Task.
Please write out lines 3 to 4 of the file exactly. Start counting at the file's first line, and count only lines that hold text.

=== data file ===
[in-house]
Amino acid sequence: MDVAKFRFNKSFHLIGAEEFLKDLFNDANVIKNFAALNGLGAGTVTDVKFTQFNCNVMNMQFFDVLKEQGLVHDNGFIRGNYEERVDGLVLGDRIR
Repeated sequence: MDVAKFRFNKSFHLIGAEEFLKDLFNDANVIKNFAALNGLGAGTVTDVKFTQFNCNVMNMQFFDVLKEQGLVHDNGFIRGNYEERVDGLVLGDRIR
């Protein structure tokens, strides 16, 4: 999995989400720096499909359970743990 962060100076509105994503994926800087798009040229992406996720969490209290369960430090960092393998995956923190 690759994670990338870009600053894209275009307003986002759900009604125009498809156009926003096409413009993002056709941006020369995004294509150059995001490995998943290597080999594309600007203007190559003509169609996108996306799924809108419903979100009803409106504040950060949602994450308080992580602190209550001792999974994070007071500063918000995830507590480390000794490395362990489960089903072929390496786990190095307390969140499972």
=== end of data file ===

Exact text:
Repeated sequence: MDVAKFRFNKSFHLIGAEEFLKDLFNDANVIKNFAALNGLGAGTVTDVKFTQFNCNVMNMQFFDVLKEQGLVHDNGFIRGNYEERVDGLVLGDRIR
């Protein structure tokens, strides 16, 4: 999995989400720096499909359970743990 962060100076509105994503994926800087798009040229992406996720969490209290369960430090960092393998995956923190 690759994670990338870009600053894209275009307003986002759900009604125009498809156009926003096409413009993002056709941006020369995004294509150059995001490995998943290597080999594309600007203007190559003509169609996108996306799924809108419903979100009803409106504040950060949602994450308080992580602190209550001792999974994070007071500063918000995830507590480390000794490395362990489960089903072929390496786990190095307390969140499972």